• f) Know and understand that if water and ions are not replaced, the ion / water balance of the body is disturbed and the cells do not work as efficiently.

  • g) Know and understand that substances are sometimes absorbed against a concentration gradient.

    • This means transfer occurs in the opposite direction to the natural direction of diffusion and osmosis.

    • Know that this requires the use of energy from respiration and this process is called active transport.

    • Know that active transport enables cells to absorb ions from very dilute solutions.

    • Active transport is required to absorb nutrients like amino acids, sugars like glucose etc. from the gut when the concentration in the gut is lower than their concentrations in the blood supply, and a healthy body requires these nutrients all the time.

    • If the concentrations of nutrients in the gut is higher than that in the blood stream, then the nutrients will naturally diffuse into the blood stream because of the direction of the concentration gradient (more concentrated ==> less concentrated).

    • If the concentration gradient flow is in the direction of blood stream (higher) to gut (lower), then respiration powered active transport must be used to work against the natural diffusion flow.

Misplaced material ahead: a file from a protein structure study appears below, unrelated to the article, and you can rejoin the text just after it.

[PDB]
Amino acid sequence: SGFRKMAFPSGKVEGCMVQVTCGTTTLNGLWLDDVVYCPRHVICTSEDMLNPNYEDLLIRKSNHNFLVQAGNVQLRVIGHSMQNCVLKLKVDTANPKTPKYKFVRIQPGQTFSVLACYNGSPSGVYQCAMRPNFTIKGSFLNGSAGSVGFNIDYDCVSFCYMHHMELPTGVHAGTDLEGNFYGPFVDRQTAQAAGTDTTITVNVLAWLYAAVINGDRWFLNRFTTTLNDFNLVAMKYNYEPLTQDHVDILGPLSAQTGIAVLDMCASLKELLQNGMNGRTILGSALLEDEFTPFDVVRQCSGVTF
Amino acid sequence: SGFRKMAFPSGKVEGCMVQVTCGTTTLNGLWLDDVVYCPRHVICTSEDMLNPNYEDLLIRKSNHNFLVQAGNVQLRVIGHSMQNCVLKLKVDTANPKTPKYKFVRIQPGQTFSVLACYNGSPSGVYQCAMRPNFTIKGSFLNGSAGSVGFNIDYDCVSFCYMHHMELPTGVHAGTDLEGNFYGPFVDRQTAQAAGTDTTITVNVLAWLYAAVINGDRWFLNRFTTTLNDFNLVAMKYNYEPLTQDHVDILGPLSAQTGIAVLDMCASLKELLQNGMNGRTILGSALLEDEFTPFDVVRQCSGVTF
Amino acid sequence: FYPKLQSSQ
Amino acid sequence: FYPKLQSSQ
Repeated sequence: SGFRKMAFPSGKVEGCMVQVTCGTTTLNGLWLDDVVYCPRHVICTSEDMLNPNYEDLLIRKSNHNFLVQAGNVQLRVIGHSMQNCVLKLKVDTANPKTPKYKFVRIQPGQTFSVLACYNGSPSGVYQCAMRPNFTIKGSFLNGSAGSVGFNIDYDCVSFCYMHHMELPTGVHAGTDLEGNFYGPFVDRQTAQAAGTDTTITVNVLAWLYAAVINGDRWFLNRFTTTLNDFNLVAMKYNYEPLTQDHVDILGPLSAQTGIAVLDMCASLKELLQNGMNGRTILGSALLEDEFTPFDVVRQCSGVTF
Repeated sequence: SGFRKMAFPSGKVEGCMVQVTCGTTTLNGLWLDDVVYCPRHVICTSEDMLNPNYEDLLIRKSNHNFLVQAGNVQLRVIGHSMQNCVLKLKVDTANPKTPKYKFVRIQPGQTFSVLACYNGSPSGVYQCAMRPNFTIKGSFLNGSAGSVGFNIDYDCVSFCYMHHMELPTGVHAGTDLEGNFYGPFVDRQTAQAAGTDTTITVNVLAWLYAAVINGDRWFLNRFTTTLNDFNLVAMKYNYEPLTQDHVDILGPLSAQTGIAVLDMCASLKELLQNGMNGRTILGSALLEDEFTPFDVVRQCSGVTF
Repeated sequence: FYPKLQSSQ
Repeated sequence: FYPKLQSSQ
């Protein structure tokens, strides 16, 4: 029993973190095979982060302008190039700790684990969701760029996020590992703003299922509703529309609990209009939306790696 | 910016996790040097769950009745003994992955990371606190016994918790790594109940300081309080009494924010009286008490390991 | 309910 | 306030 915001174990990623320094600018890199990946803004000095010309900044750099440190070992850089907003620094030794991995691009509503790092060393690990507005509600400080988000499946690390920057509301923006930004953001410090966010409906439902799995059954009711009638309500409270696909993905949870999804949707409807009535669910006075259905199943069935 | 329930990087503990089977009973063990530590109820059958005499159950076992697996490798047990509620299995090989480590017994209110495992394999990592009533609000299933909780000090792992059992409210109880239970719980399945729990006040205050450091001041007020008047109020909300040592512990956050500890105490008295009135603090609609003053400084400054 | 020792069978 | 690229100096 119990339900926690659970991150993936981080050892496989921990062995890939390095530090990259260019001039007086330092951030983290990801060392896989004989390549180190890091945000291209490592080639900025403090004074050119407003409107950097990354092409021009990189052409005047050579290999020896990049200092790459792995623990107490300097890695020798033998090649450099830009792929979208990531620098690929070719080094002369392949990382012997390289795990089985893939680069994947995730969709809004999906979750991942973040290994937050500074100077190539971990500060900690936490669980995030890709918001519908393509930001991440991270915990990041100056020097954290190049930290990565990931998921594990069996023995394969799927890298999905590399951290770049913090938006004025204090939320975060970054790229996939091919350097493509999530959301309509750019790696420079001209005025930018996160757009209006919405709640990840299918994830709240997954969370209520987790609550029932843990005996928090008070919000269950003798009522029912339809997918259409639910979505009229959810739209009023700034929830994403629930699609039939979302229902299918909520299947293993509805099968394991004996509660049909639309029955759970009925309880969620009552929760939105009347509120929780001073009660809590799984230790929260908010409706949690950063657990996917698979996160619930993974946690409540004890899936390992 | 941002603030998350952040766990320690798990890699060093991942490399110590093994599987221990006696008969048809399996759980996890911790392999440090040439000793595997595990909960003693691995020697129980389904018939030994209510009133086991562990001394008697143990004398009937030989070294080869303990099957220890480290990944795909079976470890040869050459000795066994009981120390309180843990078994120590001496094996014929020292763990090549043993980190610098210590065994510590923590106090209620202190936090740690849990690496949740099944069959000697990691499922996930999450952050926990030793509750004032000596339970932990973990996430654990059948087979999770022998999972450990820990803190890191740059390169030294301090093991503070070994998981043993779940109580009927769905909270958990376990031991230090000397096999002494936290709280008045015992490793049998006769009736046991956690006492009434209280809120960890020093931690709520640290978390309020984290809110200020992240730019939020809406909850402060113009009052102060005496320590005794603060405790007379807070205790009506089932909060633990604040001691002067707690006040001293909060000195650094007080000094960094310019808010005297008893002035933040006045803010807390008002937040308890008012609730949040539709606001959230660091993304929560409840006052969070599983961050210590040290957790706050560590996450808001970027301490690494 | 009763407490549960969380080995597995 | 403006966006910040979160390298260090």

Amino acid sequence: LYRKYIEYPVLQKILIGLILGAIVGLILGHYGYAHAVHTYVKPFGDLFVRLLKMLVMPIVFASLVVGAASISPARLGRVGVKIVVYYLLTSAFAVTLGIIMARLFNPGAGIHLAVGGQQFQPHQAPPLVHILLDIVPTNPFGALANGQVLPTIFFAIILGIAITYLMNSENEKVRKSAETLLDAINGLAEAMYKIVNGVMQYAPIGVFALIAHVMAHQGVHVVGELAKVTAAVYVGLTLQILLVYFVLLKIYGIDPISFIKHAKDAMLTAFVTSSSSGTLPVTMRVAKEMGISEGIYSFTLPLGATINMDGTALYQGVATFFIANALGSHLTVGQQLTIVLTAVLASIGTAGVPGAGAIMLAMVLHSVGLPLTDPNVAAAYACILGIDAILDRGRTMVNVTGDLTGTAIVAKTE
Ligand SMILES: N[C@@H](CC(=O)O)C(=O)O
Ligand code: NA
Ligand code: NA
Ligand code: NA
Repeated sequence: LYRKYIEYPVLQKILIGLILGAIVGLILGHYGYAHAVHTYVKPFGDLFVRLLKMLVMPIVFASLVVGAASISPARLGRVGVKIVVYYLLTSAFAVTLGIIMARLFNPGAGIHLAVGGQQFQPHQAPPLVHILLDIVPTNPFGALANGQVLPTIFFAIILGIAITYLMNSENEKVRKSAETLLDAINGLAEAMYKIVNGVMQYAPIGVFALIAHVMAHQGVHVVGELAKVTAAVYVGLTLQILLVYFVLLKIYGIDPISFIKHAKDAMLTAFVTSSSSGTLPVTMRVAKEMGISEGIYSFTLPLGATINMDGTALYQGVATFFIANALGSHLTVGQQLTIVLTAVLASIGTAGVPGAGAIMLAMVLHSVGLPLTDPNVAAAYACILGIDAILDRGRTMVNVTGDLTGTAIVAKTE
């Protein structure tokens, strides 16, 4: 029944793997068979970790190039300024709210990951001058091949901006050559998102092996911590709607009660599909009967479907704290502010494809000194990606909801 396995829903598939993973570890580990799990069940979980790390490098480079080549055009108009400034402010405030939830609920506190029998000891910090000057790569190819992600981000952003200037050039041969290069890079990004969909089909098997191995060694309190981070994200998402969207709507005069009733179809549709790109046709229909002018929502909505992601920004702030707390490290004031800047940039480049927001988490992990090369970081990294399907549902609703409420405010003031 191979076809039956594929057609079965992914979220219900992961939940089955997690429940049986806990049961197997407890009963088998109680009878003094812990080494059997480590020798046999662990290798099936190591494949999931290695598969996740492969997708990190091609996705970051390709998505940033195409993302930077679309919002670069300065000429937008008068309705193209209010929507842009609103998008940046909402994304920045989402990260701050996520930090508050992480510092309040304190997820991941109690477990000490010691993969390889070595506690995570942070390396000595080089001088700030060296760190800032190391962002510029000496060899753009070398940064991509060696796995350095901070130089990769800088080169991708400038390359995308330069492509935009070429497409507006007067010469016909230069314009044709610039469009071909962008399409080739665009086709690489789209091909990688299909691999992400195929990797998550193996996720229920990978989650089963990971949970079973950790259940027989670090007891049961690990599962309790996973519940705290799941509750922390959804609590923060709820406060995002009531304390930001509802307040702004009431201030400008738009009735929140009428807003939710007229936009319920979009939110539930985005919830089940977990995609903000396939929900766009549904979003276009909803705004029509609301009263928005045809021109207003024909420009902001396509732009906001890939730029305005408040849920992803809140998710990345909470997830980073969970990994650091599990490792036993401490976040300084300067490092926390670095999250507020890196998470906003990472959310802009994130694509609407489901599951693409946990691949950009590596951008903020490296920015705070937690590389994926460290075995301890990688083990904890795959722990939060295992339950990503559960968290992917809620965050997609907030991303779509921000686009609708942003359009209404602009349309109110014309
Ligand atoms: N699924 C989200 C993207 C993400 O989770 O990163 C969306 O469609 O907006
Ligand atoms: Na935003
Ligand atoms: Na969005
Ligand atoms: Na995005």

• Remember that absorption by diffusion down the concentration gradient through membranes doesn't require energy from respiration

  • h) Know and understand that many organ systems are specialised for exchanging materials.

    • Know that the effectiveness of an exchange surface is increased by:

      • having a large surface area,

      • being thin, to provide a short diffusion path,

      • (in animals) having an efficient blood supply,

      • (in animals, for gaseous exchange) being ventilated.

  • i) Know that gas and solute exchange surfaces in humans and other organisms are adapted to maximise effectiveness.

    • It is essential that the transfer processes of moving sugars, amino acids, oxygen etc. into cells and the removal of waste products, can happen as efficiently as possible.

    • Therefore exchange surfaces have evolved to maximise the rate of transfer of wanted and unwanted chemicals.

    • To increase the probability of exchange the exchange surface needs to be ...

      • a large surface area to increase diffusion rate eg alveoli in lungs, villi in intestine

      • a thin layer so diffusion times are short - cell membranes are usually quite thin,

      • lots of thin blood vessels to bring in essential molecules for life and carry waste molecules away eg the thin bronchiole tubes in the lungs,